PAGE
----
The Senate Committee on Health, Education, Labor & Pensions last week favorably reported the nominations by President Joe Biden of Democrats Linda Puchala and Deirdre Hamilton, and Republican Gerald W. (Trey) Fauth III, to the three-member National Mediation Board, which administers the Railway Labor Act (RLA). Puchala and Fauth are renominees.
The next step is a Senate-floor confirmation vote. Assuming the three are confirmed, the NMB’s political majority will shift from Republican to Democratic, with current Republican Kyle Fortson departing in favor of Democrat Hamilton. Democrat Puchala and Republican Fauth, in holdover status, will gain renewed terms.
However, a current Securities and Exchange Commission (SEC) investigation into stock trades by Fauth could put his NMB future in jeopardy. If pressured to resign his seat, Senate Republicans would be loath to allow confirmation of two Democrats to the three-person NMB absent having a Republican as part of a confirmation package. Notably, the investigation is not now criminal in nature, but does put Fauth in jeopardy of civil penalties, according to news reports byProPublica and Law360.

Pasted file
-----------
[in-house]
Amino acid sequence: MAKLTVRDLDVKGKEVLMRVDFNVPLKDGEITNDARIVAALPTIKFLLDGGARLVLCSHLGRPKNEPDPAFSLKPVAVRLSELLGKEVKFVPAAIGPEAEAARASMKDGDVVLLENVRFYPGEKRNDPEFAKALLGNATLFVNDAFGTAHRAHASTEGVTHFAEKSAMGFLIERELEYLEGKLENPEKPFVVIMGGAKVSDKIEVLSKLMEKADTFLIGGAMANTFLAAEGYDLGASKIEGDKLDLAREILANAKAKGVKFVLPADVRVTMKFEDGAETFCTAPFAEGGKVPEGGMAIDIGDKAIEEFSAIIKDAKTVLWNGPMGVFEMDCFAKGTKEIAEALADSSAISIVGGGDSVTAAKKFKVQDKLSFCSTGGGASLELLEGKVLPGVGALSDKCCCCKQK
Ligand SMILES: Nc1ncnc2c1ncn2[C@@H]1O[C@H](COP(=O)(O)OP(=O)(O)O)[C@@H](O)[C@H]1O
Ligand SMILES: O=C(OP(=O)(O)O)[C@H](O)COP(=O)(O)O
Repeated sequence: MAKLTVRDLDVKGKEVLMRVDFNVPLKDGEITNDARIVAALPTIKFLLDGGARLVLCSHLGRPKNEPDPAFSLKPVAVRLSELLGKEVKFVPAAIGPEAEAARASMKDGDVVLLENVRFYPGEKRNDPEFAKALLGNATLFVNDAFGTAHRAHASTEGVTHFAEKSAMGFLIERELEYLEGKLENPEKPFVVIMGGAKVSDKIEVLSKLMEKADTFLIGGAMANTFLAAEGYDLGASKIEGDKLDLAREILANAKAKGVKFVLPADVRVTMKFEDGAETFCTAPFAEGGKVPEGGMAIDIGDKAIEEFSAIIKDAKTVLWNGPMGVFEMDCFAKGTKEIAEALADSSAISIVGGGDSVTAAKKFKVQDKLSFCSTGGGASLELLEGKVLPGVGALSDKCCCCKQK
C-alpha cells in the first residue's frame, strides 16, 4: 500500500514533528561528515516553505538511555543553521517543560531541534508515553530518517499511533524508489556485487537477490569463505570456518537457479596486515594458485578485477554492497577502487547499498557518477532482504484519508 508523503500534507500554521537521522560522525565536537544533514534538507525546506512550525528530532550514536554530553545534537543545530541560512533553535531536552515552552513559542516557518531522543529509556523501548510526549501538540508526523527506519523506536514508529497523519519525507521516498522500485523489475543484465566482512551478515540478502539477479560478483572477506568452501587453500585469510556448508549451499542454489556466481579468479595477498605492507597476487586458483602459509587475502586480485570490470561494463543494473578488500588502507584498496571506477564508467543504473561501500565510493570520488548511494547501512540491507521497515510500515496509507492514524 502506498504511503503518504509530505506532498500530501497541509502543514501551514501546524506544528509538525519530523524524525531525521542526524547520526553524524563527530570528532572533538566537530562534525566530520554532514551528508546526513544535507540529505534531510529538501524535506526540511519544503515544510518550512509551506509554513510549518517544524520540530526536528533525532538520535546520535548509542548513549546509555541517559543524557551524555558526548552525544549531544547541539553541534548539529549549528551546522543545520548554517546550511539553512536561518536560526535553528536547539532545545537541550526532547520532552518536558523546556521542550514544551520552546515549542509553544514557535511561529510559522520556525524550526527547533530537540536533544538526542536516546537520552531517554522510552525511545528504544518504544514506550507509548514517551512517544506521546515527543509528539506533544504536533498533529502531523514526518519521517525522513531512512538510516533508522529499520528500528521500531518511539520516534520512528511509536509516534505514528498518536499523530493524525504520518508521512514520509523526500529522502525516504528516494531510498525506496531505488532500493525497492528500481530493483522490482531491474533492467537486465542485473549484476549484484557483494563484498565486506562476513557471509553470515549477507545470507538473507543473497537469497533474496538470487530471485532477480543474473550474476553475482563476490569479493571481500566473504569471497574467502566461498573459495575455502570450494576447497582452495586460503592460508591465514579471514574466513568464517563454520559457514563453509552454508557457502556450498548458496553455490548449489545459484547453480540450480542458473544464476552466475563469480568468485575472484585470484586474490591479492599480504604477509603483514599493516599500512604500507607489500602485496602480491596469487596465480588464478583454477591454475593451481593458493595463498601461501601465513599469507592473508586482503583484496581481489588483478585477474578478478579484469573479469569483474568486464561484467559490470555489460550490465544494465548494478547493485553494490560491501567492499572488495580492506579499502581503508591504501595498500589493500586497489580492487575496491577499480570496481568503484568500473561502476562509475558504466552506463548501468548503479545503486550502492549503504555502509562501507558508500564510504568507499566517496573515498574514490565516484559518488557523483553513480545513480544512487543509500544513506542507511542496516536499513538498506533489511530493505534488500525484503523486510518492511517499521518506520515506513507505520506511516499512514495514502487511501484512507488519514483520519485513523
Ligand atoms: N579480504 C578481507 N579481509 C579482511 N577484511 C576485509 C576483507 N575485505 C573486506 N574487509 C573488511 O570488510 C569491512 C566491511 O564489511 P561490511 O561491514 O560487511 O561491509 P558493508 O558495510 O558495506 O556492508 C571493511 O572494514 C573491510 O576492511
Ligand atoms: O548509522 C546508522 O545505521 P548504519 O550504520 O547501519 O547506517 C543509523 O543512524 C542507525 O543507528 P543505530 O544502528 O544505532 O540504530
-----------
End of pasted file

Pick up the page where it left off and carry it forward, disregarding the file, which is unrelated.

The political majority of the NMB is of consequence to railroaders and their labor unions because the NMB provides mediation services for collective bargaining disputes, administers voluntary alternative dispute resolution programs such as final-offer arbitration, manages binding arbitration in settlement of contract interpretation, funds arbitration services, and recommends to the White House the appointment of arbitrators to Presidential Emergency Boards (PEBs) that make non-binding recommendations for settlement of stalled disputes over wages, benefits and work rules.
Intuitively and in fact, rail labor has more friends among Democrats, while railroads count more friends among Republicans.
The NMB’s controlling statute provides that the political party of the President may hold a 2-to-1 majority among NMB members. Yet almost a full year into Democratic President Joe Biden’s Administration, the Republican majority that existed under Donald Trump remains—and could remain throughout 2022 if the Senate does not confirm the two Democratic nominees.